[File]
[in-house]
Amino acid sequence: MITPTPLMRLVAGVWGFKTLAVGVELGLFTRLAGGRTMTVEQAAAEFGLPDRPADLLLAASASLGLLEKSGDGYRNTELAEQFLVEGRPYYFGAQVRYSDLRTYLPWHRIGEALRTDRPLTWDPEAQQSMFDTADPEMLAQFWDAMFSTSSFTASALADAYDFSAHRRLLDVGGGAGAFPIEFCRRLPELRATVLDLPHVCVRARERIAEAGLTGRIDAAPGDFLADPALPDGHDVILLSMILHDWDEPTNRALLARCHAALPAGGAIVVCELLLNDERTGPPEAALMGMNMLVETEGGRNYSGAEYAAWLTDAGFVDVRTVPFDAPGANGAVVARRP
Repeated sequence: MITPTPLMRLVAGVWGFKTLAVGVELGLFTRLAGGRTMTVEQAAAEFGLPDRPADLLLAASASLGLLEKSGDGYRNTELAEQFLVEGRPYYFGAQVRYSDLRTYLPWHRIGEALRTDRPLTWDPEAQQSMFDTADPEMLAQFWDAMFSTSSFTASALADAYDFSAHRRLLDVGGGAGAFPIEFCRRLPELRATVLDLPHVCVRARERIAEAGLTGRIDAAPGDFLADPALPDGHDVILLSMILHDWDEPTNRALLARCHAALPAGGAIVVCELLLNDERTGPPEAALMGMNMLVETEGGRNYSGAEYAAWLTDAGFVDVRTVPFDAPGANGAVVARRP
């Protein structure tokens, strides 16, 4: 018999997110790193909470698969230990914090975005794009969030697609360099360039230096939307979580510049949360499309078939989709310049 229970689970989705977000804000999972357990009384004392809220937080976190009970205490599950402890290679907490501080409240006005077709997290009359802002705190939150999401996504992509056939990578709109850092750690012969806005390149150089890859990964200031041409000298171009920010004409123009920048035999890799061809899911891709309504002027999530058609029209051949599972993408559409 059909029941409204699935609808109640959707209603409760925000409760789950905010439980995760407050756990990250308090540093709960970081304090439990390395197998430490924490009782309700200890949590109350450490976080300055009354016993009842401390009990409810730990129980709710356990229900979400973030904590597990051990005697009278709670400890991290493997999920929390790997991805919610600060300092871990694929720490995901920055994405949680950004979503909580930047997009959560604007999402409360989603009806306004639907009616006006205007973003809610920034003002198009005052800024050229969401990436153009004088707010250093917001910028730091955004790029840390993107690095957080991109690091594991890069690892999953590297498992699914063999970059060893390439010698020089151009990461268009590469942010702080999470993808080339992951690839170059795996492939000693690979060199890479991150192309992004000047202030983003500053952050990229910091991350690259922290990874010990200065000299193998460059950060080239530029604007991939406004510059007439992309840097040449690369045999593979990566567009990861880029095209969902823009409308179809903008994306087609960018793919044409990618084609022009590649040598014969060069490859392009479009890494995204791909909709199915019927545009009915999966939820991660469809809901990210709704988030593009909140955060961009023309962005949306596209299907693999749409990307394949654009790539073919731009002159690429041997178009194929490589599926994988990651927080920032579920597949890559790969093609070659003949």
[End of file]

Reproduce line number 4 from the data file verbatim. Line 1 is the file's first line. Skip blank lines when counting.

């Protein structure tokens, strides 16, 4: 018999997110790193909470698969230990914090975005794009969030697609360099360039230096939307979580510049949360499309078939989709310049 229970689970989705977000804000999972357990009384004392809220937080976190009970205490599950402890290679907490501080409240006005077709997290009359802002705190939150999401996504992509056939990578709109850092750690012969806005390149150089890859990964200031041409000298171009920010004409123009920048035999890799061809899911891709309504002027999530058609029209051949599972993408559409 059909029941409204699935609808109640959707209603409760925000409760789950905010439980995760407050756990990250308090540093709960970081304090439990390395197998430490924490009782309700200890949590109350450490976080300055009354016993009842401390009990409810730990129980709710356990229900979400973030904590597990051990005697009278709670400890991290493997999920929390790997991805919610600060300092871990694929720490995901920055994405949680950004979503909580930047997009959560604007999402409360989603009806306004639907009616006006205007973003809610920034003002198009005052800024050229969401990436153009004088707010250093917001910028730091955004790029840390993107690095957080991109690091594991890069690892999953590297498992699914063999970059060893390439010698020089151009990461268009590469942010702080999470993808080339992951690839170059795996492939000693690979060199890479991150192309992004000047202030983003500053952050990229910091991350690259922290990874010990200065000299193998460059950060080239530029604007991939406004510059007439992309840097040449690369045999593979990566567009990861880029095209969902823009409308179809903008994306087609960018793919044409990618084609022009590649040598014969060069490859392009479009890494995204791909909709199915019927545009009915999966939820991660469809809901990210709704988030593009909140955060961009023309962005949306596209299907693999749409990307394949654009790539073919731009002159690429041997178009194929490589599926994988990651927080920032579920597949890559790969093609070659003949």